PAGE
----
FIG. 2B is a similar view shown in a position of autocentration within a capsular sac;
FIG. 2C is a side view of the disc lens of FIG. 2 fully folded upon itself at the front face in face-to-face relation;
FIGS. 3 and 4 are each a plan view similar to FIG. 1 of a preferred disc lens that has diametrically opposed disc rim notches;
FIG. 3A is a side view of the disc lens of FIG. 3 being held by implant forceps in the fully folded position;
FIG. 3B is a plan view of the forceps-held fully folded disc lens in a preferred form showing the positioning of the lens for insertion within the capsular sac via an anterior capsulotomy;
FIGS. 3C and 4A are sectional views taken respectively on lines 3C--3C and 4A--4A of FIGS. 3 and 4;
FIGS. 5 and 6 are each a side view in elevation of a disc lens similar to that of FIG. 1; and
FIGS. 5A and 6A are cross-sectional views each taken on a diameter of the disc lenses of FIGS. 5 and 6 respectively.
The following description concerns preferred embodiments of the invention for purposes of illustrating the invention. Thus, this description is to be read broadly and not to be taken in a limited sense.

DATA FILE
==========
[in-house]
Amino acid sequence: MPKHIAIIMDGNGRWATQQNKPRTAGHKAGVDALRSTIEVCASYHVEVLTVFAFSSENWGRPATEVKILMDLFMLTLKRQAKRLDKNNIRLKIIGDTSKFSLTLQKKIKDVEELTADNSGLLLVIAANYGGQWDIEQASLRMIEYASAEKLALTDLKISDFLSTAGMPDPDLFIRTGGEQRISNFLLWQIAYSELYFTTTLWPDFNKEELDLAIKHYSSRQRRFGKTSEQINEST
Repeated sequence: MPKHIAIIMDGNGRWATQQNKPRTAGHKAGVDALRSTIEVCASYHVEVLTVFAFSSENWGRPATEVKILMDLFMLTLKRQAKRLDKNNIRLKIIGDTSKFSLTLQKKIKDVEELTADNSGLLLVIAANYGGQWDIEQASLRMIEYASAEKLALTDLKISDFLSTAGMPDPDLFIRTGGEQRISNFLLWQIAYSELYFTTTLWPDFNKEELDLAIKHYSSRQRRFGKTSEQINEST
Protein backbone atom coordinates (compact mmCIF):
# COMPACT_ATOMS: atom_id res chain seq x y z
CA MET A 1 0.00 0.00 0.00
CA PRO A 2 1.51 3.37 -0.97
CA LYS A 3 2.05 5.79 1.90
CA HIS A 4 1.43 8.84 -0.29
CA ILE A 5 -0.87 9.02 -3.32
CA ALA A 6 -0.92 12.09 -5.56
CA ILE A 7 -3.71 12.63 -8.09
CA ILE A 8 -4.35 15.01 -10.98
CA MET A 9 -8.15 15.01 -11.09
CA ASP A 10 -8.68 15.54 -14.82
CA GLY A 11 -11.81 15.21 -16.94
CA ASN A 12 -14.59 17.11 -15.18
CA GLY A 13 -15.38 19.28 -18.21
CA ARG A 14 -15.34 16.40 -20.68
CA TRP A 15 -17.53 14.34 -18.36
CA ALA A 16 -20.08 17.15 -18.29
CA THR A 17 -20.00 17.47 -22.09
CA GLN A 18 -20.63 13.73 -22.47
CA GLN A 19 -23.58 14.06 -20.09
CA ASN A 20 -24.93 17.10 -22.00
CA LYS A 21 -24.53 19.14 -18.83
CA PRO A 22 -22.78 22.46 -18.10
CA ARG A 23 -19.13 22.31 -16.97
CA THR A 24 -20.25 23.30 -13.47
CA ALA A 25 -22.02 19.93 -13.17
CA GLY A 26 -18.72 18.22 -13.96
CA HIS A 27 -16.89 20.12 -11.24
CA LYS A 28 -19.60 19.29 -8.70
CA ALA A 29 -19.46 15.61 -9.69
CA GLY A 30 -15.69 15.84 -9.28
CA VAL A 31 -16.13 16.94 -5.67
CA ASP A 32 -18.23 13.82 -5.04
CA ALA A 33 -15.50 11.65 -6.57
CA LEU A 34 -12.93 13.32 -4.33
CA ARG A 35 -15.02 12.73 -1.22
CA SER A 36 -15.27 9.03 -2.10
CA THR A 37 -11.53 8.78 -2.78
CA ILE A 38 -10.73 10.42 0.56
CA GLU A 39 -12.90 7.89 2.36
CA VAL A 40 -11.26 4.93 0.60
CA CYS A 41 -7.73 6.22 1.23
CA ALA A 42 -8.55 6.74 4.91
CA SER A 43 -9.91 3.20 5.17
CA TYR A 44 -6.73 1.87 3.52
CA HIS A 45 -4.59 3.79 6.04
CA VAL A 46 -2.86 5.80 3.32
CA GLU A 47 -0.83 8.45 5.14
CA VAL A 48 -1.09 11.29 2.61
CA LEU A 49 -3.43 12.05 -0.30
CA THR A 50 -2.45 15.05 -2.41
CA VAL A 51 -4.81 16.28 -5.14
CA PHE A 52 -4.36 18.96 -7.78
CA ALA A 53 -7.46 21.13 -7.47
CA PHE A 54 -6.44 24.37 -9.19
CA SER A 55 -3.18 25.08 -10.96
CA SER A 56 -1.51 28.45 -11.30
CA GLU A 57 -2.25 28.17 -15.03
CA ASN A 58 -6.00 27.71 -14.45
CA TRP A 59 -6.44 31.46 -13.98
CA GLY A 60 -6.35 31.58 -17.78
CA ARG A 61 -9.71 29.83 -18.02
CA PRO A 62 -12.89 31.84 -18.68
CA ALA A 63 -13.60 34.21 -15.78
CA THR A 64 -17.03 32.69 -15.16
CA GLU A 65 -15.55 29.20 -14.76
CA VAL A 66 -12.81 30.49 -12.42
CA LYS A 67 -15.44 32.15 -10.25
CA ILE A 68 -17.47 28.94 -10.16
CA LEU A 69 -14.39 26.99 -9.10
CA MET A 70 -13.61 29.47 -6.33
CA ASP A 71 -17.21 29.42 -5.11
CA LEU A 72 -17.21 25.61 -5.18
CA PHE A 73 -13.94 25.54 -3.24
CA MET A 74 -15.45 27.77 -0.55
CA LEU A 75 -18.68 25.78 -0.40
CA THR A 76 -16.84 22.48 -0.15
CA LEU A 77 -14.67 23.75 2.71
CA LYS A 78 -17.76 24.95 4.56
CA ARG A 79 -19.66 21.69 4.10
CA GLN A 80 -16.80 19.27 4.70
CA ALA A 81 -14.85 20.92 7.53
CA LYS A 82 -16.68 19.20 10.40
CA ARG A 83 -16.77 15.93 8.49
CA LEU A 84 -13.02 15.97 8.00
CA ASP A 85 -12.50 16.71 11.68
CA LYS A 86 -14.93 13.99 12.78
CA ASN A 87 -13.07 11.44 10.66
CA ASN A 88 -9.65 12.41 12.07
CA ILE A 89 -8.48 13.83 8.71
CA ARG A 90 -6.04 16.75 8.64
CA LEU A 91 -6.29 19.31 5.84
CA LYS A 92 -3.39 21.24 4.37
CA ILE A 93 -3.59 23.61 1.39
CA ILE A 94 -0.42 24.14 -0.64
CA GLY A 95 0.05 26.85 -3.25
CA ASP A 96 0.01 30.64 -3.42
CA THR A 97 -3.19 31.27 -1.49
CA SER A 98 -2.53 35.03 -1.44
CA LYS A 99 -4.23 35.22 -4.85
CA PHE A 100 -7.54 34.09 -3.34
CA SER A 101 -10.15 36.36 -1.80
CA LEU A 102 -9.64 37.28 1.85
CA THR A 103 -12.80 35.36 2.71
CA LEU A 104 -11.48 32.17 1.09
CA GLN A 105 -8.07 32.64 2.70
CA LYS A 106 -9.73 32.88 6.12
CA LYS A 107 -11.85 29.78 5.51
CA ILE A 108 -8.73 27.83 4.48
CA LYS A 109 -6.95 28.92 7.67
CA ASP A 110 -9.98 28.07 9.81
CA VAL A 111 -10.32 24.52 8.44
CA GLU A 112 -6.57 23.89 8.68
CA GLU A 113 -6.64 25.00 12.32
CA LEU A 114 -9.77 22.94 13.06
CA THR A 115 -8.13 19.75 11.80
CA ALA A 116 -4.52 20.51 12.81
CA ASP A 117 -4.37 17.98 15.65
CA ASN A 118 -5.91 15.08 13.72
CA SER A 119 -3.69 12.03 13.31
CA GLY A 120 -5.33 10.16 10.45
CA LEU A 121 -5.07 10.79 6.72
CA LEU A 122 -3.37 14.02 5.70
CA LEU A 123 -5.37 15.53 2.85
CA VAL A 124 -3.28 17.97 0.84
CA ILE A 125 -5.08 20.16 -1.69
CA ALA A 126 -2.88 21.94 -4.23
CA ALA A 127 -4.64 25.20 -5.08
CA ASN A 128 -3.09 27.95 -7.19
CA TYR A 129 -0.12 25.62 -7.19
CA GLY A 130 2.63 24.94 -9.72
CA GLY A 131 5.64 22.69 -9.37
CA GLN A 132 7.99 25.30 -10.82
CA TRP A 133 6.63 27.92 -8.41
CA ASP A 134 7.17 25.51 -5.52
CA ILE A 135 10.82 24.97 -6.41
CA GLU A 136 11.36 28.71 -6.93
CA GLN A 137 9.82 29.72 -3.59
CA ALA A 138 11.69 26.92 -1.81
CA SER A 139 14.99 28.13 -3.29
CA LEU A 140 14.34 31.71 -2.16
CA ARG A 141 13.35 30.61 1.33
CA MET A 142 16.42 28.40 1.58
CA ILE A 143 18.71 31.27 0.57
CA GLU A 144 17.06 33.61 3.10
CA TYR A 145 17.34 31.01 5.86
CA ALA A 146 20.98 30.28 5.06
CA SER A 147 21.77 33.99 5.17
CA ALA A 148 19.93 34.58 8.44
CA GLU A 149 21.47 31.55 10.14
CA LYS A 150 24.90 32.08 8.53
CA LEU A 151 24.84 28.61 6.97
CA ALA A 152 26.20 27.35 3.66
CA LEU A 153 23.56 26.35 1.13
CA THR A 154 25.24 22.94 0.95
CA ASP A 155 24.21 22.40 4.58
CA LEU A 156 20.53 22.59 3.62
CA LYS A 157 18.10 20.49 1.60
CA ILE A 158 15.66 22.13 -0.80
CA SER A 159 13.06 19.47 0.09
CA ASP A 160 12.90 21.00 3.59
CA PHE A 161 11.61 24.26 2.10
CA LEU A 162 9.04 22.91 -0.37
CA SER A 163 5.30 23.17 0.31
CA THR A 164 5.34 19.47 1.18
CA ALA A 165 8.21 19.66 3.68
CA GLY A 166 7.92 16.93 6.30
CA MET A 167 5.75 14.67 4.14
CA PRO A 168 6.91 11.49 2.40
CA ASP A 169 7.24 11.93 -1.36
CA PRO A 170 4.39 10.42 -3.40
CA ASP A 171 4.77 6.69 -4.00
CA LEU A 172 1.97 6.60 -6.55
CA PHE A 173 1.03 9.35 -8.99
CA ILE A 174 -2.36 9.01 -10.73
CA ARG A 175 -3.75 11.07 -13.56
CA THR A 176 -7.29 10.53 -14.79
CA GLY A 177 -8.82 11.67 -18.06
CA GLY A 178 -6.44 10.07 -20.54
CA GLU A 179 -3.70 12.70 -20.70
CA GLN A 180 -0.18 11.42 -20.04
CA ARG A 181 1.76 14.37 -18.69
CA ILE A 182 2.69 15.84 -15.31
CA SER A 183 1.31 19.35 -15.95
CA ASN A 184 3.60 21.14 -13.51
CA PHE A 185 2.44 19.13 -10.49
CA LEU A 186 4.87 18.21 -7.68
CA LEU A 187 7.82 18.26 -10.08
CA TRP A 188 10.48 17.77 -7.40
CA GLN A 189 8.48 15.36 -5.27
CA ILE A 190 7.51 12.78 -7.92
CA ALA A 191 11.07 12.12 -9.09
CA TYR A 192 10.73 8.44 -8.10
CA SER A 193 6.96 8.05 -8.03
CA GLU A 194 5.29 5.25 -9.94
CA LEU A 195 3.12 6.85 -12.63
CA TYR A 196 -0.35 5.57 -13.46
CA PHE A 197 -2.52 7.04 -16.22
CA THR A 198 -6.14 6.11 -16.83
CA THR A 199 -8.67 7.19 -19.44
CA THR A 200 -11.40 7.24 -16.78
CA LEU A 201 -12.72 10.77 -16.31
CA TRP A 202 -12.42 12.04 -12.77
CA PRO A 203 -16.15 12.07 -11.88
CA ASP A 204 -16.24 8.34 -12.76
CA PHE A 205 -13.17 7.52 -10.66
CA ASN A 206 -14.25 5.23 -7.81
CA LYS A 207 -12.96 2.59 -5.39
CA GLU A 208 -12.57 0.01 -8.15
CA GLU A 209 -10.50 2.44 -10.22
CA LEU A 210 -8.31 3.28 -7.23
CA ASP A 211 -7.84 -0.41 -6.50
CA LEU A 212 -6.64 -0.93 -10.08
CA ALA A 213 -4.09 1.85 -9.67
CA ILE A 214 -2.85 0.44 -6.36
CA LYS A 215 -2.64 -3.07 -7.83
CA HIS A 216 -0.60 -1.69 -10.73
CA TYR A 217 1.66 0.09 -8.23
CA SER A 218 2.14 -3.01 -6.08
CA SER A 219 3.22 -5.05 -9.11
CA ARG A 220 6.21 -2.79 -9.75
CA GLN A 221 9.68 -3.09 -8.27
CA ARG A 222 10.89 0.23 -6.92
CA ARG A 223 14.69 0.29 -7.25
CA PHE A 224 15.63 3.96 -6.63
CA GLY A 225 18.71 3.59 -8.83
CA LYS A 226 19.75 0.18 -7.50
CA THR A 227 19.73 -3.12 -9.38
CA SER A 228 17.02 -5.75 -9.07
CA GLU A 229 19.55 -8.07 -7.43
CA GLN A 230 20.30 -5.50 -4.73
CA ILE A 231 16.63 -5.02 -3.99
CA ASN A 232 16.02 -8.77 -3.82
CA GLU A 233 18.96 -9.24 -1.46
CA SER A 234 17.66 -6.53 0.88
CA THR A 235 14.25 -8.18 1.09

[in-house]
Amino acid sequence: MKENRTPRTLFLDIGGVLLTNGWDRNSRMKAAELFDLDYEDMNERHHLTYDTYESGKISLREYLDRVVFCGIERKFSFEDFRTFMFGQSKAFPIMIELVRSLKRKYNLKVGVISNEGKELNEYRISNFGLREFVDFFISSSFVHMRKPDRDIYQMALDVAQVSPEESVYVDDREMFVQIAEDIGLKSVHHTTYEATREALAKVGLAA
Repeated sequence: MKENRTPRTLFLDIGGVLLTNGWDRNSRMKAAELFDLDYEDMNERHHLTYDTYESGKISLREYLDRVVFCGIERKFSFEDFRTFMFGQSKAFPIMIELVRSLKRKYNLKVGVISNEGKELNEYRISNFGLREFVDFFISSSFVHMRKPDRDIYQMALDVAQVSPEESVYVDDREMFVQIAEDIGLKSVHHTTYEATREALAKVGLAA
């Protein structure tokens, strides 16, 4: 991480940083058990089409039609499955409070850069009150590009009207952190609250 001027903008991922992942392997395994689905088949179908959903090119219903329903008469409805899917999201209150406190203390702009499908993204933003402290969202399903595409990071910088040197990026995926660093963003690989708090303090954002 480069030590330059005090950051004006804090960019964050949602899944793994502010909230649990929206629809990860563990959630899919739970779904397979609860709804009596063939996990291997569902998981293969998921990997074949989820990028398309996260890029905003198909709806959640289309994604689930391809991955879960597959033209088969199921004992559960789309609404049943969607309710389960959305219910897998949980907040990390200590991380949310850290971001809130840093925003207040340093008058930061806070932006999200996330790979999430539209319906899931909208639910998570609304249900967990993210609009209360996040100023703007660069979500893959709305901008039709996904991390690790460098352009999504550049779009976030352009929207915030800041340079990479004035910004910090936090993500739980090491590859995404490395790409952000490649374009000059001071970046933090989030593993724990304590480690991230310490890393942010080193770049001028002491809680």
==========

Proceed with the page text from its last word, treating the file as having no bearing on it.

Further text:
Referring to FIG. 1, the disc lens 10 which in situ is dimensionally stable includes a lens optic 11, an optic margin 12 and a unitary non-optic lens rim 13. The edge 14 of the rim serves to provide the lens with a position of autocentration within the capsular sac at the visual axis or centration point 15 by its circumferential contact with the circumferential, evenly lens-supported inner surface of the capsular sac. The plane 16 of the lens (FIG. 2A) is parallel to the iris plane (not shown). Axial guide holes 17 or recesses are provided in diametrically opposed alignment with the horizontal and vertical diameters 18,19. As shown in FIG. 2A, with respect to the lens plane 16, the plane 16 of the lens rim is angulated first rearwardly from the optic margin 12 to a circular rim ridge 13A and then forwardly to the rim edge 14. The posterior surface of the ridge 13A and lens rim 13 thus provides an annular support surface 13B for the inner surface of the posterior capsule, for purposes to be described presently. When the lens is implanted in the capsular sac as seen in FIG. 2B, the posterior and anterior capsule inner surfaces conform closely to the support surface 13B, the rim edge 14 and the anterior surface 10A, and a behind-the-lens vault space IIB is left within the circumferential ridge 13A. At the front of the lens, after capsulorhexis, i.e. removal of circular section of the anterior lens capsule, a capsulorhexis margin is left as illustrated in FIG. 2B.